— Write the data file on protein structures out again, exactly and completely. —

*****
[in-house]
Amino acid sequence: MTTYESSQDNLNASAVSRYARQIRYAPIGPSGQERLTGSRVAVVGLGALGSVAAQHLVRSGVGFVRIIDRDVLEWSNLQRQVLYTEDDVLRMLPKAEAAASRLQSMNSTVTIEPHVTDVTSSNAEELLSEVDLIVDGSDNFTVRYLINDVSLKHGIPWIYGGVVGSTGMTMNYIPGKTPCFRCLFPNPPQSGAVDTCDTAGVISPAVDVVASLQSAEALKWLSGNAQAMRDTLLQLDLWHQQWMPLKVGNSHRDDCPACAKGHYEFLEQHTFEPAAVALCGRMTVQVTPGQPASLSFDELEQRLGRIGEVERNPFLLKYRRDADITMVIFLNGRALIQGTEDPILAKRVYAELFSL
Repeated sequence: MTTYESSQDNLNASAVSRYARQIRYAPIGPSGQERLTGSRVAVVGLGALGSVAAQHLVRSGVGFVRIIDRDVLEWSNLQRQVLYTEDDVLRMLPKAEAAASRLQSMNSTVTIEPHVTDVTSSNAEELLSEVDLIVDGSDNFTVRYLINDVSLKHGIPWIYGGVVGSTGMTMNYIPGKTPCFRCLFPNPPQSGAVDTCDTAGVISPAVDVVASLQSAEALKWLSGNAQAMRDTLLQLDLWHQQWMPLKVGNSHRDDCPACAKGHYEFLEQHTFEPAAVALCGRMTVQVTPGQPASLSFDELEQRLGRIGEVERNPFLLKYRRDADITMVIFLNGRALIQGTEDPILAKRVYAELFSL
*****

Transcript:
[in-house]
Amino acid sequence: MTTYESSQDNLNASAVSRYARQIRYAPIGPSGQERLTGSRVAVVGLGALGSVAAQHLVRSGVGFVRIIDRDVLEWSNLQRQVLYTEDDVLRMLPKAEAAASRLQSMNSTVTIEPHVTDVTSSNAEELLSEVDLIVDGSDNFTVRYLINDVSLKHGIPWIYGGVVGSTGMTMNYIPGKTPCFRCLFPNPPQSGAVDTCDTAGVISPAVDVVASLQSAEALKWLSGNAQAMRDTLLQLDLWHQQWMPLKVGNSHRDDCPACAKGHYEFLEQHTFEPAAVALCGRMTVQVTPGQPASLSFDELEQRLGRIGEVERNPFLLKYRRDADITMVIFLNGRALIQGTEDPILAKRVYAELFSL
Repeated sequence: MTTYESSQDNLNASAVSRYARQIRYAPIGPSGQERLTGSRVAVVGLGALGSVAAQHLVRSGVGFVRIIDRDVLEWSNLQRQVLYTEDDVLRMLPKAEAAASRLQSMNSTVTIEPHVTDVTSSNAEELLSEVDLIVDGSDNFTVRYLINDVSLKHGIPWIYGGVVGSTGMTMNYIPGKTPCFRCLFPNPPQSGAVDTCDTAGVISPAVDVVASLQSAEALKWLSGNAQAMRDTLLQLDLWHQQWMPLKVGNSHRDDCPACAKGHYEFLEQHTFEPAAVALCGRMTVQVTPGQPASLSFDELEQRLGRIGEVERNPFLLKYRRDADITMVIFLNGRALIQGTEDPILAKRVYAELFSL